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Reasons: Banned, challenged, and restricted for depictions of abuse and because it was considered to be sexually explicit
- Anne M

The hate u give

Thomas, Angie, author.


After witnessing her friend's death at the hands of a police officer, Starr Carter's life is complicated when the police and a local drug lord try to intimidate her in an effort to learn what happened the night Kahlil died.

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Reasons: Banned and challenged for profanity, violence, and because it was thought to promote an anti-police message and indoctrination of a social agenda
- Anne M

The absolutely true diary of a part-time Indian

Alexie, Sherman, 1966-


Budding cartoonist Junior leaves his troubled school on the Spokane Indian Reservation to attend an all-white farm town school where the only other Indian is the school mascot.

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Reasons: Banned and challenged for profanity, sexual references and use of a derogatory term
- Anne M

Me & Earl & the dying girl

Andrews, Jesse.


Seventeen-year-old Greg has managed to become part of every social group at his Pittsburgh high school without having any friends, but his life changes when his mother forces him to befriend Rachel, a girl he once knew in Hebrew school who has leukemia.

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Reasons: Banned and challenged because it was considered sexually explicit and degrading to women
- Anne M

The bluest eye

Morrison, Toni.

FICTION Morrison, Toni

From the acclaimed Nobel Prize winner—a powerful examination of our obsession with beauty and conformity that asks questions about race, class, and gender with characteristic subtly and grace. In Morrison’s acclaimed first novel, Pecola Breedlove—an 11-year-old Black girl in an America whose love for its blond, blue-eyed children can devastate all others—prays for her eyes to turn blue: so that she will be beautiful, so that people will look at her, so that her world will be different. This is the story of the nightmare at the heart of her yearning, and the tragedy of its fulfillment. Here, Morrison’s writing is “so precise, so faithful to speech and so charged with pain and wonder that the novel becomes poetry” (The New York Times).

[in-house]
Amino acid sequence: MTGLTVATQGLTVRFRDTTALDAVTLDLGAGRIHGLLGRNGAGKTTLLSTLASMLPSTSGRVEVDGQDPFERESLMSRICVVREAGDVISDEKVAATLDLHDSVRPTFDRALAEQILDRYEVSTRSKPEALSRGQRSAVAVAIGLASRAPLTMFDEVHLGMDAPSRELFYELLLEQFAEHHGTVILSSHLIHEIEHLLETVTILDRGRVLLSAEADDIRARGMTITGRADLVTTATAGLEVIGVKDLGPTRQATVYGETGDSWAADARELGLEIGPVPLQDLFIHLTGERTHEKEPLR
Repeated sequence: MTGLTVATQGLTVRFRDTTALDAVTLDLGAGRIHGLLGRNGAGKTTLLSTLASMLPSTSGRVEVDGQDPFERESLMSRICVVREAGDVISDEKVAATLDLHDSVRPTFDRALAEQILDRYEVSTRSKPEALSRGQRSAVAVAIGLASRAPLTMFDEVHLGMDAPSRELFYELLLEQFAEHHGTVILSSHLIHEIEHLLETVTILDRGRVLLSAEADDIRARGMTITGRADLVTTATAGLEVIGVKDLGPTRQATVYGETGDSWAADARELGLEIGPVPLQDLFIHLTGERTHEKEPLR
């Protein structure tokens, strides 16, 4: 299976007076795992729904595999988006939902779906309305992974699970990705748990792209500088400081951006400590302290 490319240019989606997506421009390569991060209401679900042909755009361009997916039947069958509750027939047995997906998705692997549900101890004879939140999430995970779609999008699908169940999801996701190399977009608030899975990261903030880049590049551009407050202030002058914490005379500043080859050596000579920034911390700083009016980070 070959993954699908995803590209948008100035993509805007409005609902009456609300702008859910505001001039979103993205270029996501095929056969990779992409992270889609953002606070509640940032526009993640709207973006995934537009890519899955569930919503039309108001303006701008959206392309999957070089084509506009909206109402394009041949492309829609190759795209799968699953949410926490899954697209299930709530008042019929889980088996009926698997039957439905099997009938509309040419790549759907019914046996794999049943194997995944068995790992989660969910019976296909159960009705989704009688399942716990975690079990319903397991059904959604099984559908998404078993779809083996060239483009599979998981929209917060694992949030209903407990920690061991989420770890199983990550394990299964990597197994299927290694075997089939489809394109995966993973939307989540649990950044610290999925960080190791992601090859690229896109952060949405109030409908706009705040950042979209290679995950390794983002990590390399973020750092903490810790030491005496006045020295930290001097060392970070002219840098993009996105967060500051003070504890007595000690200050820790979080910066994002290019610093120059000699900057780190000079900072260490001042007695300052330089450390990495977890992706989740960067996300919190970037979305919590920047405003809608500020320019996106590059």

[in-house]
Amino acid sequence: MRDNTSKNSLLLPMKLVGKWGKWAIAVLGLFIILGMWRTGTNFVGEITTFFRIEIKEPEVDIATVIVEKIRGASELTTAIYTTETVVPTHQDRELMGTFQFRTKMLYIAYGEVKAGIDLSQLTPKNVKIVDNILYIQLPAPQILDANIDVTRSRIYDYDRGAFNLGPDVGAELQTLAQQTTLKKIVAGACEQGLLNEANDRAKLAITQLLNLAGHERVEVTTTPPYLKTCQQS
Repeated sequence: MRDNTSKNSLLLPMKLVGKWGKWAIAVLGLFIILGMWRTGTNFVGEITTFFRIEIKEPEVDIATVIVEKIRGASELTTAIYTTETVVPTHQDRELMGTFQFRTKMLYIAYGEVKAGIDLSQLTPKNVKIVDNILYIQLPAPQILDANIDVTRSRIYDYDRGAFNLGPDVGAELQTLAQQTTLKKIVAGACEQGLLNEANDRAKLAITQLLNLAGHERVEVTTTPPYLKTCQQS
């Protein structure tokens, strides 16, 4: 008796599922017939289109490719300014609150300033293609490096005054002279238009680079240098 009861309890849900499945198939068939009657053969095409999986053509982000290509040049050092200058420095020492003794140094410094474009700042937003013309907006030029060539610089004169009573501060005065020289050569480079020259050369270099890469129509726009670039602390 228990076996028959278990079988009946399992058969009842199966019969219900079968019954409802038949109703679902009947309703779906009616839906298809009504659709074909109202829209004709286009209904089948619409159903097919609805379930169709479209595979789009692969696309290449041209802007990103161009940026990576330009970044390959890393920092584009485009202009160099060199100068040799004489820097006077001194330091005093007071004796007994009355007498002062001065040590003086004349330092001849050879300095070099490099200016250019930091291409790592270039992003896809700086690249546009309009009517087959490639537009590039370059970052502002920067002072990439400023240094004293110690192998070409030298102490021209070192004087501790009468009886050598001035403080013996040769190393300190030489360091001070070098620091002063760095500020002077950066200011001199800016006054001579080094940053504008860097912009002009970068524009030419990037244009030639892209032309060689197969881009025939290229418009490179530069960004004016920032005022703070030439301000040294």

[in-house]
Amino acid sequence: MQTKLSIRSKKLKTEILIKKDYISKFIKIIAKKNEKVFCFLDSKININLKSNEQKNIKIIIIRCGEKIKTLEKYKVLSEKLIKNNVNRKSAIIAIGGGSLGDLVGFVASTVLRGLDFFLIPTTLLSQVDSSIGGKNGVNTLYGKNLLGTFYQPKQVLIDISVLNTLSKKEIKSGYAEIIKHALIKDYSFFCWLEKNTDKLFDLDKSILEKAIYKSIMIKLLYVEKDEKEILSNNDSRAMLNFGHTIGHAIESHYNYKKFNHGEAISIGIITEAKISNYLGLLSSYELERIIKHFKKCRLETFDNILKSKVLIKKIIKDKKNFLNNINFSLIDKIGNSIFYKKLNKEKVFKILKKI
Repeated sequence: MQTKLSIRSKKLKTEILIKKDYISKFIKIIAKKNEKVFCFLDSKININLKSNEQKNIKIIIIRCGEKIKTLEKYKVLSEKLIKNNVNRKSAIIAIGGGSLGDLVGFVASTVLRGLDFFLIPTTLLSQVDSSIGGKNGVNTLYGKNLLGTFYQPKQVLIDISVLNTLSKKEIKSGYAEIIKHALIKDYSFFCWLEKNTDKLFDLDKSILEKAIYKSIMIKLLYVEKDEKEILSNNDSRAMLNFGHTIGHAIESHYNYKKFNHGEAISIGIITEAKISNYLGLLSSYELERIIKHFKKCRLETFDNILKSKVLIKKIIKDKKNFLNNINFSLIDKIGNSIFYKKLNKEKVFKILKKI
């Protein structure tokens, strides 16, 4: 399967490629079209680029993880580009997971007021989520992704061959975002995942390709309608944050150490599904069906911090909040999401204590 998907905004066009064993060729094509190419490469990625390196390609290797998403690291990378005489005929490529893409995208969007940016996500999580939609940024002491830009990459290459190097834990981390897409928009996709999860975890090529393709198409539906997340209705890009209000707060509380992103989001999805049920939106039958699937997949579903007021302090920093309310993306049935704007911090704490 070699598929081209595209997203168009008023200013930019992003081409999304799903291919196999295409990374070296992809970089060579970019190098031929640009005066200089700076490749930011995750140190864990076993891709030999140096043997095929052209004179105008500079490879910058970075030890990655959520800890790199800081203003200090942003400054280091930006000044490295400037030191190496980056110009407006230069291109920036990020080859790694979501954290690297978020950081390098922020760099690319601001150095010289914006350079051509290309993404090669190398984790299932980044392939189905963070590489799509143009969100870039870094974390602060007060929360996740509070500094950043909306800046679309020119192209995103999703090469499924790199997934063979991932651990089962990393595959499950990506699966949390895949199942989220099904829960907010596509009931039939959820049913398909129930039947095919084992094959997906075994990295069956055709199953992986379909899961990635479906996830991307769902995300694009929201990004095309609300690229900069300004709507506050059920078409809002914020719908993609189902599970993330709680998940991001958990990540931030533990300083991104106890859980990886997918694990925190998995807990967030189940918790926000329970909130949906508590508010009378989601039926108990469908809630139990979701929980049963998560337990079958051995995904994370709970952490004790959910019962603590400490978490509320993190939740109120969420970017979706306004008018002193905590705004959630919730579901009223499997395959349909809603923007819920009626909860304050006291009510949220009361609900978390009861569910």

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Reasons: Banned and challenged because it depicts child sexual abuse and was considered sexually explicit
- Anne M

This book is gay

Dawson, James (Young adult fiction writer), author.

306.76 /Dawson

"Lesbian. Bisexual. Queer. Transgender. Straight. Curious. This book is for everyone, regardless of gender or sexual preference. This candid, funny, and uncensored exploration of sexuality and what it's like to grow up LGBTQ also includes real stories from people across the gender and sexual spectrums, not to mention hilarious illustrations.

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Reasons: Banned, challenged, relocated, and restricted for providing sexual education and LGBTQIA+ content.
- Anne M

Beyond magenta : transgender teens speak out

Kuklin, Susan.

306.768 /Kuklin

A groundbreaking work of LGBT literature takes an honest look at the life, love, and struggles of transgender teens. Author and photographer Susan Kuklin met and interviewed six transgender or gender-neutral young adults and used her considerable skills to represent them thoughtfully and respectfully before, during, and after their personal acknowledgment of gender preference. Portraits, family photographs, and candid images grace the pages, augmenting the emotional and physical journey each youth has taken. Each honest discussion and disclosure, whether joyful or heartbreaking, is completely different from the other because of family dynamics, living situations, gender, and the transition these teens make in recognition of their true selves.

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Reasons: Banned and challenged for LGBTQIA+ content and because it was considered to be sexually explicit.
- Anne M